Approaching Glen Mhor Distillery 1974
This is the classic perspective for Glen Mhor and comes again from the Carnmore archives, with thanks to Professor Hume. This is wrongly filed under Glen Albyn, when it is clearly Glen Mhor across the road.
We have the warehousing on the left that backs onto the football ground. At the far end, we can see the ramp that leads up to the largest (and original) warehouse, that appears in the 1972 photograph kindly provided by the Diageo Archives. On the right, we can see the original maltings, and its ugly-modern extension with more production buildings in the background.
What's most interesting about this photograph other than it shows no external changes under the DCL ownership, is the cask that's sitting under the ramp. This looks ready to pour drams and could potentially take us back to the practice of dramming, where distillery workers were given whisky throughout their daily chores. In some cases, quite a considerable amount of cask-strength whisky.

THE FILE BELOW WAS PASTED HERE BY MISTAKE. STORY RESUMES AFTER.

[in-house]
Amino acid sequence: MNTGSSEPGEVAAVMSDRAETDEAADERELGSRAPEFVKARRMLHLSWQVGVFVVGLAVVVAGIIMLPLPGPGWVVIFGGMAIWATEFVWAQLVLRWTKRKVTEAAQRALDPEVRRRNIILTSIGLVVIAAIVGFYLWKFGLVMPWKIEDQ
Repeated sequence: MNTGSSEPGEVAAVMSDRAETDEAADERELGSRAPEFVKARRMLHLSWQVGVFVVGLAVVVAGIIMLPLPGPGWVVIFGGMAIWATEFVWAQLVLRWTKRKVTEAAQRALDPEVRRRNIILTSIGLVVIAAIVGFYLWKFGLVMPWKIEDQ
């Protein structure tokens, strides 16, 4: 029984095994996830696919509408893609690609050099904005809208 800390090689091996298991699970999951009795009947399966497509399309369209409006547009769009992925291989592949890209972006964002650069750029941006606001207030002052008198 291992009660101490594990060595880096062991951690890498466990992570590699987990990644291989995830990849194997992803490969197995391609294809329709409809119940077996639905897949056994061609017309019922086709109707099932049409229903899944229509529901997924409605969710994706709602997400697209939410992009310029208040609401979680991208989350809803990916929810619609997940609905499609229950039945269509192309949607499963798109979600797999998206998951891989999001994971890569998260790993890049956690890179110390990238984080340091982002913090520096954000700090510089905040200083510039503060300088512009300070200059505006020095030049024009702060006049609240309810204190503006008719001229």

This practice varied across the industry, it's possible that our research will highlight any issues around the practice at Glen Mhor and when it came to an end. For most distilleries in Scotland, the 1970s was the last decade for its practice. Nowadays, workers are given a monthly allowance (normally a bottle) and nothing is consumed on-site. This change is lamented by many old hands that I've spoken to over the years.
Still, a nice find that shows the validity in thinking outside of just the distillery name when searching for materials. This will be filed into our growing photograph section.